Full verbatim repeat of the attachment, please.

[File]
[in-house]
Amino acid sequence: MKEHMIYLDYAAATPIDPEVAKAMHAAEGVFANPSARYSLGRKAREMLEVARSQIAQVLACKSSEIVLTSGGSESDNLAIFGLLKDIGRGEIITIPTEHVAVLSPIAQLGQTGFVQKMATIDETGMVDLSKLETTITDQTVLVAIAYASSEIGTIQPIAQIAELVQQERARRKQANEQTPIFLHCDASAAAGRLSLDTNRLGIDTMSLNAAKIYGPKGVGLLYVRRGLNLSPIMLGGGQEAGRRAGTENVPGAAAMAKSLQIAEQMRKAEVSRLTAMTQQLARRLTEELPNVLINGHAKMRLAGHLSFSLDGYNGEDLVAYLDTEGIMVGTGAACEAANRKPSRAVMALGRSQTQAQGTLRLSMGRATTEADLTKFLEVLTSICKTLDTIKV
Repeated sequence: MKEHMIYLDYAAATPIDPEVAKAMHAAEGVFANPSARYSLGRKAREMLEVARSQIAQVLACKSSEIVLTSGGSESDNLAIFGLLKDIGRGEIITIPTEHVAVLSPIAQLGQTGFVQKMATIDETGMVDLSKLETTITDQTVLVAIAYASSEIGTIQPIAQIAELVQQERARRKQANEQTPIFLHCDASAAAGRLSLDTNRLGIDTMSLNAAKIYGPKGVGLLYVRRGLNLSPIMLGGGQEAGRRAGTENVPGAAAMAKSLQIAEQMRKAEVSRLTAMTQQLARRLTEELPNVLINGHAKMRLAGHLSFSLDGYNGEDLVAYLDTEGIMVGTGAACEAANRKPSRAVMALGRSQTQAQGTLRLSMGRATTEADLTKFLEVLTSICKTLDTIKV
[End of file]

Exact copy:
[in-house]
Amino acid sequence: MKEHMIYLDYAAATPIDPEVAKAMHAAEGVFANPSARYSLGRKAREMLEVARSQIAQVLACKSSEIVLTSGGSESDNLAIFGLLKDIGRGEIITIPTEHVAVLSPIAQLGQTGFVQKMATIDETGMVDLSKLETTITDQTVLVAIAYASSEIGTIQPIAQIAELVQQERARRKQANEQTPIFLHCDASAAAGRLSLDTNRLGIDTMSLNAAKIYGPKGVGLLYVRRGLNLSPIMLGGGQEAGRRAGTENVPGAAAMAKSLQIAEQMRKAEVSRLTAMTQQLARRLTEELPNVLINGHAKMRLAGHLSFSLDGYNGEDLVAYLDTEGIMVGTGAACEAANRKPSRAVMALGRSQTQAQGTLRLSMGRATTEADLTKFLEVLTSICKTLDTIKV
Repeated sequence: MKEHMIYLDYAAATPIDPEVAKAMHAAEGVFANPSARYSLGRKAREMLEVARSQIAQVLACKSSEIVLTSGGSESDNLAIFGLLKDIGRGEIITIPTEHVAVLSPIAQLGQTGFVQKMATIDETGMVDLSKLETTITDQTVLVAIAYASSEIGTIQPIAQIAELVQQERARRKQANEQTPIFLHCDASAAAGRLSLDTNRLGIDTMSLNAAKIYGPKGVGLLYVRRGLNLSPIMLGGGQEAGRRAGTENVPGAAAMAKSLQIAEQMRKAEVSRLTAMTQQLARRLTEELPNVLINGHAKMRLAGHLSFSLDGYNGEDLVAYLDTEGIMVGTGAACEAANRKPSRAVMALGRSQTQAQGTLRLSMGRATTEADLTKFLEVLTSICKTLDTIKV